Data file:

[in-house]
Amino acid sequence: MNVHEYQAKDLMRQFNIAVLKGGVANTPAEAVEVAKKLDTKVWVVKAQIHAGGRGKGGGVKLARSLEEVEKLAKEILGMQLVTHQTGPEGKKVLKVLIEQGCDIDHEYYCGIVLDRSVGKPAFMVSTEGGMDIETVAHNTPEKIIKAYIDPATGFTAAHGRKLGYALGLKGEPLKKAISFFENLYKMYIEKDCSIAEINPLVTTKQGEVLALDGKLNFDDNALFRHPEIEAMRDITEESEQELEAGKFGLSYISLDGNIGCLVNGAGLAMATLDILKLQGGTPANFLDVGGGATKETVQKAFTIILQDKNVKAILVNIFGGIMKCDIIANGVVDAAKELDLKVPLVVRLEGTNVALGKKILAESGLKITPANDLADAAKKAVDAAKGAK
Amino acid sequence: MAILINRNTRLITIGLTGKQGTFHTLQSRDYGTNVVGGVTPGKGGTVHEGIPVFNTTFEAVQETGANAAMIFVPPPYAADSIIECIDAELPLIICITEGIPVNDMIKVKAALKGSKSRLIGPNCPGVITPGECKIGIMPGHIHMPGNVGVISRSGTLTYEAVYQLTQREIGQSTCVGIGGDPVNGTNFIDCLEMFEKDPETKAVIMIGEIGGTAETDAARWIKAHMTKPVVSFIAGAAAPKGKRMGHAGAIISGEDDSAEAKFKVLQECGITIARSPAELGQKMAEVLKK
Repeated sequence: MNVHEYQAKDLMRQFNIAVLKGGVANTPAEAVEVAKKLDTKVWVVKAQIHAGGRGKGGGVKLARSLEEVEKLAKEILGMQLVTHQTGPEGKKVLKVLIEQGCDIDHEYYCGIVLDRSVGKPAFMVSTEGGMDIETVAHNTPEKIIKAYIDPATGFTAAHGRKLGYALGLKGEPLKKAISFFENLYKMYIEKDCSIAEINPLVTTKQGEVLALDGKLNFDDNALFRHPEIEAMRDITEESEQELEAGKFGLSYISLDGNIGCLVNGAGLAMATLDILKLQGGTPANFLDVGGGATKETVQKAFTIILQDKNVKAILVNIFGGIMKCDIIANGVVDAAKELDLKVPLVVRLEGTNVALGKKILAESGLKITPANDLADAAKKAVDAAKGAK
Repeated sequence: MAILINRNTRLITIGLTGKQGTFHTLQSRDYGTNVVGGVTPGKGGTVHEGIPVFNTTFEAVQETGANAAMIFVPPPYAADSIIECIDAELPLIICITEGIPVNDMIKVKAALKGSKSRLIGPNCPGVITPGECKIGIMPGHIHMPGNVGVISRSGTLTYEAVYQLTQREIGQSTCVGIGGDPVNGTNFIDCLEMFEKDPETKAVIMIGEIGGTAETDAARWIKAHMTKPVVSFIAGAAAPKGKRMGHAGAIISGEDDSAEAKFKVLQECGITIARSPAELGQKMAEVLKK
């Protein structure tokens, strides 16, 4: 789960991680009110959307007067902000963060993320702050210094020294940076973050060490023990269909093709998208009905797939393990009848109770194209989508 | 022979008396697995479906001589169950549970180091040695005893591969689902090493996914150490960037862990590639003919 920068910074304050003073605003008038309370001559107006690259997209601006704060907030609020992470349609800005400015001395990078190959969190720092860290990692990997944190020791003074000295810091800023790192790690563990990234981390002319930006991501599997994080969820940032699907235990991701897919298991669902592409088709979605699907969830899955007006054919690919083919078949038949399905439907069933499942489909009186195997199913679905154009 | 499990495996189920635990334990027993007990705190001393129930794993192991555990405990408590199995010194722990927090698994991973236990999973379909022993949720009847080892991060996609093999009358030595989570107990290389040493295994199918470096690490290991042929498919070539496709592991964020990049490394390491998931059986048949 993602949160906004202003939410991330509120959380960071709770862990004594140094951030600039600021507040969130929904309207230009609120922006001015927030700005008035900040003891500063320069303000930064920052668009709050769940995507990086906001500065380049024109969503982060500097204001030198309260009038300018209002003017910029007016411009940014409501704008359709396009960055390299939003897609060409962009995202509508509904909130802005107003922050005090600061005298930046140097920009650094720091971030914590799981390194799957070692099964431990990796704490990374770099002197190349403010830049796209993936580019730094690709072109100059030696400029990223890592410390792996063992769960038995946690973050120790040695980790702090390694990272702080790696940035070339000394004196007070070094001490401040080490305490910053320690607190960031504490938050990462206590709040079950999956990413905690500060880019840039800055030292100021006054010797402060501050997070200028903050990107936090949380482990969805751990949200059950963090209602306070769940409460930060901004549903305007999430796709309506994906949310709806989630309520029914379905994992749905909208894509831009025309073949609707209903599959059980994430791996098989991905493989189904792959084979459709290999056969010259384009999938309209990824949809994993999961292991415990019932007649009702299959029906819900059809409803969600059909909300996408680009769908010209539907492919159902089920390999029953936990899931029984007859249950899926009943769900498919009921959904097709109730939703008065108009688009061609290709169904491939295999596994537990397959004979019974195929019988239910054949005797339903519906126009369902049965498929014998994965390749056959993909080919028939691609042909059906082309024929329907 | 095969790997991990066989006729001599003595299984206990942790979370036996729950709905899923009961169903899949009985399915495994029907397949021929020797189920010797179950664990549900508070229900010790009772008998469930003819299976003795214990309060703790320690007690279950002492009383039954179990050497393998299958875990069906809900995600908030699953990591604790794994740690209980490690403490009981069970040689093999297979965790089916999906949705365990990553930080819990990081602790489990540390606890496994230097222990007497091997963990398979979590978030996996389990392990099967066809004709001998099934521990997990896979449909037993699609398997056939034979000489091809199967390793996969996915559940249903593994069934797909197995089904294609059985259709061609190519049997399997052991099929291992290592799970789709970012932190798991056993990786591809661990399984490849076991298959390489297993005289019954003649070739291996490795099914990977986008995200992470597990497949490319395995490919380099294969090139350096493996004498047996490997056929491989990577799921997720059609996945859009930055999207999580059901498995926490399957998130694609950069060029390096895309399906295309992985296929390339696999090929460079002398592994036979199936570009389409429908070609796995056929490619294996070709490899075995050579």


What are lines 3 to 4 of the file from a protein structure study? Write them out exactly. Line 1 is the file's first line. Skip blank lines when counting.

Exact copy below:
Amino acid sequence: MAILINRNTRLITIGLTGKQGTFHTLQSRDYGTNVVGGVTPGKGGTVHEGIPVFNTTFEAVQETGANAAMIFVPPPYAADSIIECIDAELPLIICITEGIPVNDMIKVKAALKGSKSRLIGPNCPGVITPGECKIGIMPGHIHMPGNVGVISRSGTLTYEAVYQLTQREIGQSTCVGIGGDPVNGTNFIDCLEMFEKDPETKAVIMIGEIGGTAETDAARWIKAHMTKPVVSFIAGAAAPKGKRMGHAGAIISGEDDSAEAKFKVLQECGITIARSPAELGQKMAEVLKK
Repeated sequence: MNVHEYQAKDLMRQFNIAVLKGGVANTPAEAVEVAKKLDTKVWVVKAQIHAGGRGKGGGVKLARSLEEVEKLAKEILGMQLVTHQTGPEGKKVLKVLIEQGCDIDHEYYCGIVLDRSVGKPAFMVSTEGGMDIETVAHNTPEKIIKAYIDPATGFTAAHGRKLGYALGLKGEPLKKAISFFENLYKMYIEKDCSIAEINPLVTTKQGEVLALDGKLNFDDNALFRHPEIEAMRDITEESEQELEAGKFGLSYISLDGNIGCLVNGAGLAMATLDILKLQGGTPANFLDVGGGATKETVQKAFTIILQDKNVKAILVNIFGGIMKCDIIANGVVDAAKELDLKVPLVVRLEGTNVALGKKILAESGLKITPANDLADAAKKAVDAAKGAK